Preview by: Jack Foley
WITH the heady excess of the Summer now beginning to ease a little,
thoughts are beginning to turn to the Fall season in America,
where many of next year's Oscar contenders begin to unveil themselves.
One of the hottest advance words is reserved for The Human Stain,
however, a double-header, starring Nicole Kidman and Sir Anthony
Hopkins, which looks like a pretty safe bet for great reviews.
Based on the Philip Roth novel, the film follows Anthony Hopkins'
character, Coleman Silk, a light-skinned African-American professor,
who has lived his professional life under the pretense of being
When he inadvertently refers to some of his absent students
as 'spooks', he finds himself caught at the centre of a racial
controversy that leads to the revelation of his affair with a
woman half his age, Faunia Farley (Nicole Kidman).
Even as he's getting professionally and personally discredited,
Silk hangs on to the secret of his race.
According to Entertainment Weekly (EW), in its round-up of Fall
movies, the killer moment comes in the form of a striptease, from
Kidman, that's said to be more revealing than her dimly lit nude
scene in the West End and Broadway's The Blue Room.
But there is also a lot to be said for the movie's timing, given
that it is set against the Clinton sex scandal of 1998.
Director, Robert Benton (who has previously helmed Kramer vs
Kramer, as well as directing Kidman in Bully Bathgate), says the
title refers to 'the damage that human beings do to the world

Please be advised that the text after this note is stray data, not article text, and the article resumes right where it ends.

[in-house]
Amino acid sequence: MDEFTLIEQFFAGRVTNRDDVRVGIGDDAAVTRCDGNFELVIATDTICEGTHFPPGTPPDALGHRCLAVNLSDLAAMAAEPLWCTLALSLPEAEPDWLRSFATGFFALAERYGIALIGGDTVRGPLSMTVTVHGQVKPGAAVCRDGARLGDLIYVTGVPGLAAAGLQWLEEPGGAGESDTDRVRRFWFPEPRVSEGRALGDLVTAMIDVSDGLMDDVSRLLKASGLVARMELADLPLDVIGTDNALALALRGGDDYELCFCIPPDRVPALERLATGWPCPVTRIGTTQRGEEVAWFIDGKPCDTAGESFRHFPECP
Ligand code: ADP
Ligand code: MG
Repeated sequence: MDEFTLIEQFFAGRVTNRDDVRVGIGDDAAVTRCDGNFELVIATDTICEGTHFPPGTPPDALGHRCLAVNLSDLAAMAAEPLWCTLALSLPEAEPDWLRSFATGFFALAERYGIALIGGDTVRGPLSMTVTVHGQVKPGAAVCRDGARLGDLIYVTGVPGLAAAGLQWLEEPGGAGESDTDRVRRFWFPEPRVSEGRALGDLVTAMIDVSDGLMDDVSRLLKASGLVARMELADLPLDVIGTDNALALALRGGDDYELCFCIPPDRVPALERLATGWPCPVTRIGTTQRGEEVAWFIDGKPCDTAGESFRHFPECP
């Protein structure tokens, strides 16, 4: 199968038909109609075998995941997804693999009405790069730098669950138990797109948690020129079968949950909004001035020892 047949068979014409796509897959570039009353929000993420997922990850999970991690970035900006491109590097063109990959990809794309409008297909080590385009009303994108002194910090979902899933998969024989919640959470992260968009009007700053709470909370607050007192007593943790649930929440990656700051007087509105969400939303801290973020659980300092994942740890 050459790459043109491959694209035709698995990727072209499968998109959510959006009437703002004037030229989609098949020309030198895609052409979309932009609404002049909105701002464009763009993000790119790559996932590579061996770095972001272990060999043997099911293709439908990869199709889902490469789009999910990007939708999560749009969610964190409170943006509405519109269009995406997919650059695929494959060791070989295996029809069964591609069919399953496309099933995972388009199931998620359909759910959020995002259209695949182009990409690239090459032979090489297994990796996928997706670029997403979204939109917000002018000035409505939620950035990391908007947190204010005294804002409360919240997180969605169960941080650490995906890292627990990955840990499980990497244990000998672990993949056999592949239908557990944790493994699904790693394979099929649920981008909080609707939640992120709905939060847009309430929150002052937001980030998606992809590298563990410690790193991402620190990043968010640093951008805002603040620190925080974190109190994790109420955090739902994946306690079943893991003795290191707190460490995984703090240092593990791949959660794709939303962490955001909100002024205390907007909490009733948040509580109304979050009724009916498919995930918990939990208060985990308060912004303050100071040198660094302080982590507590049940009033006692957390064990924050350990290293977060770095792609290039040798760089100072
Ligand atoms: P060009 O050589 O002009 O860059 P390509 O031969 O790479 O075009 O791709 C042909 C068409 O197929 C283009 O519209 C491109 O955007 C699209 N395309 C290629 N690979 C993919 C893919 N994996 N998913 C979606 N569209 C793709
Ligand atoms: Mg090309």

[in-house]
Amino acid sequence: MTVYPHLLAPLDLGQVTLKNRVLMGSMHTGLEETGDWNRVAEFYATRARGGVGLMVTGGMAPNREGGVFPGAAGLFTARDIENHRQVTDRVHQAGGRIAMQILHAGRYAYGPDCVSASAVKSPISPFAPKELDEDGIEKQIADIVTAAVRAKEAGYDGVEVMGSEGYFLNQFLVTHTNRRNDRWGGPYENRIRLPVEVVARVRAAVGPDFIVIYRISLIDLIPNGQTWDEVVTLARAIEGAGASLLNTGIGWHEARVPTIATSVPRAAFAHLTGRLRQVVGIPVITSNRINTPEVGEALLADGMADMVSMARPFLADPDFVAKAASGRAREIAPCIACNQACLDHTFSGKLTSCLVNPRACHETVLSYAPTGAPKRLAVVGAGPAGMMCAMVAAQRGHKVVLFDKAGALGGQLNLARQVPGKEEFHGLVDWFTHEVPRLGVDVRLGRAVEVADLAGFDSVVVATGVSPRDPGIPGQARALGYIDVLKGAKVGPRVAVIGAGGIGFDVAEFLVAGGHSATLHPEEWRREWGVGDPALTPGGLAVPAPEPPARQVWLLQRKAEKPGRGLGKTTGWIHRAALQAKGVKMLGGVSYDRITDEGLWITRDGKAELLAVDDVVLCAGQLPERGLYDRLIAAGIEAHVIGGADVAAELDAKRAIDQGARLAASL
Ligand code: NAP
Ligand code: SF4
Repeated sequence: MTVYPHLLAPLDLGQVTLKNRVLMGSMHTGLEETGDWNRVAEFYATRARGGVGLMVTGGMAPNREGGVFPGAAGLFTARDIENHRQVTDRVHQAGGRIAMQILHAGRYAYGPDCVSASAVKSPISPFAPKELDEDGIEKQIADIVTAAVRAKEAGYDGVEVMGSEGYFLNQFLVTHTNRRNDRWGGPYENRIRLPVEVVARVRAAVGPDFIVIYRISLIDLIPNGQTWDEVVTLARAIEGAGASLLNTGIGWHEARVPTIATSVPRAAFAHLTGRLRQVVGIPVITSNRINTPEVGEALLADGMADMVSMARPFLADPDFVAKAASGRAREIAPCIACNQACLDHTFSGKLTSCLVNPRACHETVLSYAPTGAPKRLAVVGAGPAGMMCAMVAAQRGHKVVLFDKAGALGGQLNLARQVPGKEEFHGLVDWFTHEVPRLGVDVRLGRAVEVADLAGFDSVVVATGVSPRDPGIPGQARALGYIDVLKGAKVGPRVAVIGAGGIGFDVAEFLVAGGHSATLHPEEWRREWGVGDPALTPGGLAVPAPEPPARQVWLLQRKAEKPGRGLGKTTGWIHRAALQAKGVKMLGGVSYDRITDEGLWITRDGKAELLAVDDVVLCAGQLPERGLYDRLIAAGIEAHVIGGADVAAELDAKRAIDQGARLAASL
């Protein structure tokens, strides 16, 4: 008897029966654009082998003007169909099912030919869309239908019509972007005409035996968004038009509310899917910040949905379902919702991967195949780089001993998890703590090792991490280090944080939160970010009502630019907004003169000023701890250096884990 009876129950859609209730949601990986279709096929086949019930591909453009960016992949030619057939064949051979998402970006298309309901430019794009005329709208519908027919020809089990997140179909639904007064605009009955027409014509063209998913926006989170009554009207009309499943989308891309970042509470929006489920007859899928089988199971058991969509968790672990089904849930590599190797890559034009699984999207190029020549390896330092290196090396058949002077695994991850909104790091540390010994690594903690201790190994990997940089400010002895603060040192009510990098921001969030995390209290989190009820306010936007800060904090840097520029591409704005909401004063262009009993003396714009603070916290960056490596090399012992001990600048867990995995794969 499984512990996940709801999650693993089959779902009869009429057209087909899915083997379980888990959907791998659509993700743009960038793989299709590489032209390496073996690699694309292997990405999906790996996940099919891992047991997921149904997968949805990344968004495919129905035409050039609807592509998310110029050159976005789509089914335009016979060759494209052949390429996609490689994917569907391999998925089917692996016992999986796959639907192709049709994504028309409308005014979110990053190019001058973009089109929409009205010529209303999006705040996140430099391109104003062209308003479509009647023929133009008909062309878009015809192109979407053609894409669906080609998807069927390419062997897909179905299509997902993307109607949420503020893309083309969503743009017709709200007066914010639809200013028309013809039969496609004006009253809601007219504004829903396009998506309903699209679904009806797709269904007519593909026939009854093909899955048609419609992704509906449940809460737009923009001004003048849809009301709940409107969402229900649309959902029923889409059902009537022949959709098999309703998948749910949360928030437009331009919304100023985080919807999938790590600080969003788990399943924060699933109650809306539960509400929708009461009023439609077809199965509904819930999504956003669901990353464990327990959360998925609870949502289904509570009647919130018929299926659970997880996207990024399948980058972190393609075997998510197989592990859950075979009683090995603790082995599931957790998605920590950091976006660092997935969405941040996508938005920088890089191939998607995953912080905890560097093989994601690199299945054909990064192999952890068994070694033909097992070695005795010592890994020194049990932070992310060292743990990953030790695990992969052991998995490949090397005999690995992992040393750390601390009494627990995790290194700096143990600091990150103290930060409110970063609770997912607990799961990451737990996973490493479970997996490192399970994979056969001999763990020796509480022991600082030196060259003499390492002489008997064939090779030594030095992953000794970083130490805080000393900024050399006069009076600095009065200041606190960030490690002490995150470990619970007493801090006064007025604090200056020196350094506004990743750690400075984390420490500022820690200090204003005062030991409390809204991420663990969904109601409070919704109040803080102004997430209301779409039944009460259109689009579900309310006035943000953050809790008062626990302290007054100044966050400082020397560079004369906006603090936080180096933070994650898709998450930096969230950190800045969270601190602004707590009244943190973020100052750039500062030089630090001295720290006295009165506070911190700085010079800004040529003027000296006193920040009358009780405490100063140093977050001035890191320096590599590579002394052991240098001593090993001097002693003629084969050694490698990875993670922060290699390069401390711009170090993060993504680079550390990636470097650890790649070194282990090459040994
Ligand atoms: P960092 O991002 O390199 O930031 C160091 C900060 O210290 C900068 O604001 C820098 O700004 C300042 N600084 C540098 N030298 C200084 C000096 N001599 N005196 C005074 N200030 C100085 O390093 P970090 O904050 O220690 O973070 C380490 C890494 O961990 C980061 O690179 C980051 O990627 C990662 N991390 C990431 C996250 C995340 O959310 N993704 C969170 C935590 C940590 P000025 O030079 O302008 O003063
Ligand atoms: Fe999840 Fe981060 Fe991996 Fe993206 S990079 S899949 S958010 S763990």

that we live in'.
As such, viewers will watch as the life Hopkins has created for
himself is ripped apart around him, thus making for the kind of
gritty material the Academy and its member seem to love.
In fact, the film looks set to deal with some pretty weighty
subject material in relation to all of its characters.
Kidman's character, Faunia Farley, is also a troubled woman who
finds herself stalked by her psychopathic ex-husband (Ed Harris).
And as part of her research, the Oscar-winning actress spent time
at women's shelters talking to domestic-abuse victims.
She told EW that she would regularly ask women the thing they
really wanted said to the world through her character, to which
almost all replied: ''Show that we're not dumb.''
The film also co-stars Gary Sinise as a reclusive writer who
So what of its Oscar chances? Well, when you consider that Benton
has already won the award, and his cast has a colossal 11 nominations
and two wins among them, it's hard not to believe that this won't
The film opens in America on September 26, after which we will
deliver a round-up of the critical opinion. It received its premiere
at the Toronto Film Festival
this weekend (Sept 5-7).